We could now look at a tagline that fits the complicated verdict of 2024, "An honourable defeat for Rahul Gandhi's Congress, a difficult win for Modi's BJP".

Results in Uttar Pradesh, where barely three months ago the prime minister had dazzled the country by inaugurating a temple to Lord Rama at a spot where a Muslim mosque stood controversially for about four centuries, have turned out to be a Black Swan for the BJP. Gujarat and Uttar Pradesh are the two states where the BJP's Hindu pride runs high.

The BJP's decline and the opposition Samajwadi Party's rise in the Lok Sabha poll display shaky ground in a province where one thought the BJP could take things for granted. Chief Minister Yogi Adityanath now needs a political rope trick to stay where he is. We are headed for interesting times.

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Chances are We Will See a Mellower Version of Modi

It might be added that the defeat of giant-killer Smriti Irani of the BJP, who was awarded a ministership after her defeat of Rahul Gandhi in the Congress pocket borough of Amethi in 2019, has been trounced by Kishori Lal Sharma, whose little-known credentials are rubbing salt into the BJP's wounds.

There's a lot more that can be read into the election mandate, but, for the moment, the key point is that Modi 3.0 may be a different person. His shrill campaign speeches, his bluster about welfare schemes, and his vague but alluring promise of making Bharat a developed country now have a maudlin ring that should dent the political halo surrounding Modi's head.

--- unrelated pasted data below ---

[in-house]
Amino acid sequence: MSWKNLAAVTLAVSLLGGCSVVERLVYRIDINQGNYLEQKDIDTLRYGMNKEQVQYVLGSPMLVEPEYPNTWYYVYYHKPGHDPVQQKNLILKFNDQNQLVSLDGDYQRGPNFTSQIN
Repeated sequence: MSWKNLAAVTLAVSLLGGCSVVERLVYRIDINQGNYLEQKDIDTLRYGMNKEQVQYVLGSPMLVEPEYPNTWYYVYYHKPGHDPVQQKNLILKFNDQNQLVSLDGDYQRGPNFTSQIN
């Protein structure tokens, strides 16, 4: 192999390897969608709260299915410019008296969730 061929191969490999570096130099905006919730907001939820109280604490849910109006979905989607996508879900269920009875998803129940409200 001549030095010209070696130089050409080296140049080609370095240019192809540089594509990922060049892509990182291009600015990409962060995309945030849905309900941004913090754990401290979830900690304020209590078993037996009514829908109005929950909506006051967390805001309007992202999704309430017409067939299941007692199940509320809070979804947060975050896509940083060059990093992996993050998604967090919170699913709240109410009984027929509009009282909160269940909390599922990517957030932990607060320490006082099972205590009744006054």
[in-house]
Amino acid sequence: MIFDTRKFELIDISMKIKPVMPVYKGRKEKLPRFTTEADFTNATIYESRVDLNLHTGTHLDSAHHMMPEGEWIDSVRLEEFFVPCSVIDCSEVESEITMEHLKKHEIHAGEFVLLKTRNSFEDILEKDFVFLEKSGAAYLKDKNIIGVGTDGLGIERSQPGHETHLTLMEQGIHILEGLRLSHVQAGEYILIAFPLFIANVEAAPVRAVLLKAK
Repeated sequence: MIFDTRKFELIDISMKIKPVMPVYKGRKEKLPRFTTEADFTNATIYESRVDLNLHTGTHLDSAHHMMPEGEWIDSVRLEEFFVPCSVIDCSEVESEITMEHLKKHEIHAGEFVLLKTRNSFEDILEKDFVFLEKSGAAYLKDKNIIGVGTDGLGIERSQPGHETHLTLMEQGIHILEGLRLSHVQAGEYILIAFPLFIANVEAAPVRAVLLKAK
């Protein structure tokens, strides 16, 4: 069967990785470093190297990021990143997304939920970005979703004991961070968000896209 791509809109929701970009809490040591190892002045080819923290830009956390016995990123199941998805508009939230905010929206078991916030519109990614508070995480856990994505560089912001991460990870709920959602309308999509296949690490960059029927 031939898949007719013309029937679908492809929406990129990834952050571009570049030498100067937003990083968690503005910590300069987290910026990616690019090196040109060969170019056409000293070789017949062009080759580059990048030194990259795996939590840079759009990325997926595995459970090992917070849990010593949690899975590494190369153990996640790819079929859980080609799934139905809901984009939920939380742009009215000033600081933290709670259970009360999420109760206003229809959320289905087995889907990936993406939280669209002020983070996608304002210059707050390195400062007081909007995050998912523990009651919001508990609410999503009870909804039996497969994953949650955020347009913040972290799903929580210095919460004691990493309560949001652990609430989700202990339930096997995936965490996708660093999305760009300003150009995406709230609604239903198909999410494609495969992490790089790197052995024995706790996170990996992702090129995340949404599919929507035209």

But there's more to this than campaign hype and hubris. The past five years have seen the Supreme Court weigh in so often on contentious issues related to the BJP's administrative pressures, legislative diktats, and law enforcement measures that its governance looked to many like authoritarian steamrolling.

Opposition leaders were jailed on corruption charges without trial. Raids by income tax and Enforcement Directorate officials became fodder for the party's well-oiled organisational machinery to target the BJP's political rivals. The party's noise machine was helped by a clutch of hustler television channels, unfondly called Godi Media by critics for their lapdog quality.

The BJP did lose in the Supreme Court when the highest judicial body held its Electoral Bonds Scheme as illegal, but the party was allowed to retain more than Rs 8,000 crore in its coffers. That's a humungous electoral war chest by any global standard.

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There are sizzling questions in Delhi's awful heatwave after the NDA's uneasy win: Did the power of moneybags, media, and militaristic law enforcers help in this victory? If so, is that a questionable one in terms of political morality? The answer depends on who you are talking to. Modi's vast tribe of admirers, followers, and all sorts of hangers-on are likely to hold him in awe for his strongman style of governance. They see his ways as a passionate expression of patriotic fervour against corruption and dynastic rule.

But then, the ground reality suggests that inflation, unemployment, and everyday agonies of common people are at least as important, if not more, than infrastructure projects, religious zeal, and crackdown policing. 

Modi is still expected to ascend the prime minister's chair, but chances are that we will see a mellower version of his old self. At least some of his glassy-eyed followers, convinced about his invincibility, will now see him in a more vulnerable light. When the 2024 mandate is analysed state-wide, more cracks might appear in the BJP's monochromatic, monolithic version of nationalism.

(The writer is a senior journalist and commentator who has worked for Reuters, Economic Times, Business Standard, and Hindustan Times. He can be reached on Twitter @madversity. This is an opinion article and the views expressed are the author’s own. The Quint neither endorses nor is responsible for them.)